Citing insufficient data from past U.S. Census counts in certain communities, the Los Angeles City Council Tuesday directed the mayor’s office to draw up funding plans for door-to-door canvassing efforts in chronically undercounted areas.
“Due to the importance of an accurate census, local, state and tribal governments have historically assisted the U.S. Census Bureau by conducting local outreach efforts,” according to the unanimously passed motion. “The Census has historically suffered from disproportionately under-counting minority communities.”
The motion brought forth by council members Jose Huizar, Gilbert Cedillo, Nury Martinez, Monica Rodriguez and Curren Price — and approved on a 10-0 vote, with five members absent — says Los Angeles is home to the largest hard-to-count population in the nation, and an undercount can cost the city millions of dollars.
Minority communities in Los Angeles have been undercounted in previous censuses due to their high concentration of renters, socioeconomic status, limited English proficiency and immigration status issues, according to the motion.
The proposed addition of a question regarding citizenship status has the potential to discourage the participation of minority communities, and the reliance on electronic submittal could make participation difficult for communities without reliable access to computers or the internet, the motion says.
“Communities like mine have been historically undercounted — in the 2010 Census, neighborhoods in the Northeast San Fernando Valley scored among the highest in low census participation,” Rodriguez said when the motion was introduced earlier this month. “Further, the transition to the online survey and the proposed immigration question will further inhibit low income communities from being tallied in the Census. We must correct this failure to ensure that we get the public safety resources we deserve and that all Angelenos are counted in 2020.”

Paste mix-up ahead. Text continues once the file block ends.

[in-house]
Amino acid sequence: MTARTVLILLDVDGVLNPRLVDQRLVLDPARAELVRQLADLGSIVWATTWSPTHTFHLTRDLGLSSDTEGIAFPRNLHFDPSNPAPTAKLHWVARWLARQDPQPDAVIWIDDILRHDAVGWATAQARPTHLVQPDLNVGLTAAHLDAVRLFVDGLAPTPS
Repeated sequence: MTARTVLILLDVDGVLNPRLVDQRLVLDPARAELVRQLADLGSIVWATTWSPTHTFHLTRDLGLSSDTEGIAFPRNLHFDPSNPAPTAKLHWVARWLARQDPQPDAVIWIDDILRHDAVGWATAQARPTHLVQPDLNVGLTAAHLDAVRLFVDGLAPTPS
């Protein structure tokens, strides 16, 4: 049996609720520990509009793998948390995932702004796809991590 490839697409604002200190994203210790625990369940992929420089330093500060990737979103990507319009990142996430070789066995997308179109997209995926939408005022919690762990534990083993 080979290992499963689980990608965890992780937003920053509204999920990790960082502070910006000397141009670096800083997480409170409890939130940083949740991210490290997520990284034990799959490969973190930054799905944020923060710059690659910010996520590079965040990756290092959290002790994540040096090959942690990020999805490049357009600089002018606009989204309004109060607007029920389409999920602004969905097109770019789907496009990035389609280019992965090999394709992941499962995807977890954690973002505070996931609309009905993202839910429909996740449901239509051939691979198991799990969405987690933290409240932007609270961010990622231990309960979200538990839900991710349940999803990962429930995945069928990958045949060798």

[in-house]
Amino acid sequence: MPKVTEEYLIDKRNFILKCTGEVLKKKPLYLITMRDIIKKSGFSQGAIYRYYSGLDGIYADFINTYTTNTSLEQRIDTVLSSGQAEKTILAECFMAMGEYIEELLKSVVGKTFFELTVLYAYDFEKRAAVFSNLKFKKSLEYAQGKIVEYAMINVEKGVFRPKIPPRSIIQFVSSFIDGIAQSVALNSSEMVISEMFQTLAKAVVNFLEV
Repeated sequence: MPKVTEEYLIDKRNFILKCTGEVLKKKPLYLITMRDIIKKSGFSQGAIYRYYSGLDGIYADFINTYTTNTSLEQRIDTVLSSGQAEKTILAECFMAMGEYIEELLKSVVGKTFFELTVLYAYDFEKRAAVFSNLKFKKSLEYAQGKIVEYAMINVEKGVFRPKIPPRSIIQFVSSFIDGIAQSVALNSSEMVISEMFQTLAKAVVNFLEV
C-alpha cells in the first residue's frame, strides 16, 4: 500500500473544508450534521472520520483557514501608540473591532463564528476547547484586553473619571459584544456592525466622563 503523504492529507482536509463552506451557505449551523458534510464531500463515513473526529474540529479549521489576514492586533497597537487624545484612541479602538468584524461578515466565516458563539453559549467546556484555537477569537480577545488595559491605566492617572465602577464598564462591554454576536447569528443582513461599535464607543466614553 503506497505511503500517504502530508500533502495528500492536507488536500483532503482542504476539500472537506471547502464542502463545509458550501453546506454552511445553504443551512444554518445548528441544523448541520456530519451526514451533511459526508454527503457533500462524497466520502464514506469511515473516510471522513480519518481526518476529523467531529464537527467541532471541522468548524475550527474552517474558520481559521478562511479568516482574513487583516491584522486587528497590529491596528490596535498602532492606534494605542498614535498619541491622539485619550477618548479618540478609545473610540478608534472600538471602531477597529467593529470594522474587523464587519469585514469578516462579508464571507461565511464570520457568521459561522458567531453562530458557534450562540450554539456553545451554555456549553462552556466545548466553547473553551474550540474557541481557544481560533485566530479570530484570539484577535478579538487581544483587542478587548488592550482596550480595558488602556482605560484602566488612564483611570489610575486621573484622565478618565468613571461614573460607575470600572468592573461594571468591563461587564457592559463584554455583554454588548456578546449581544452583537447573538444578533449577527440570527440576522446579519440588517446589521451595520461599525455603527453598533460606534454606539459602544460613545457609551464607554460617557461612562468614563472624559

Martinez shared those concerns.
“This puts the lives of our most underserved residents on the line, because they are the ones who are constantly receiving the short end of the stick when it comes to receiving access to government representation, investment in education and community development. If we are undercounted our kids don’t get their fair share, and we lose access to our most crucial resources,” she said.
The motion requests that the Mayor’s Office Census 2020 Initiative report to the City Council with a funding plan for door-to-door outreach and education efforts in chronically undercounted areas and, if necessary, a report on what additional funding the city needs to provide to ensure a comprehensive outreach effort.
The state of California has allocated $90.3 million for 2020 Census outreach, according to the motion.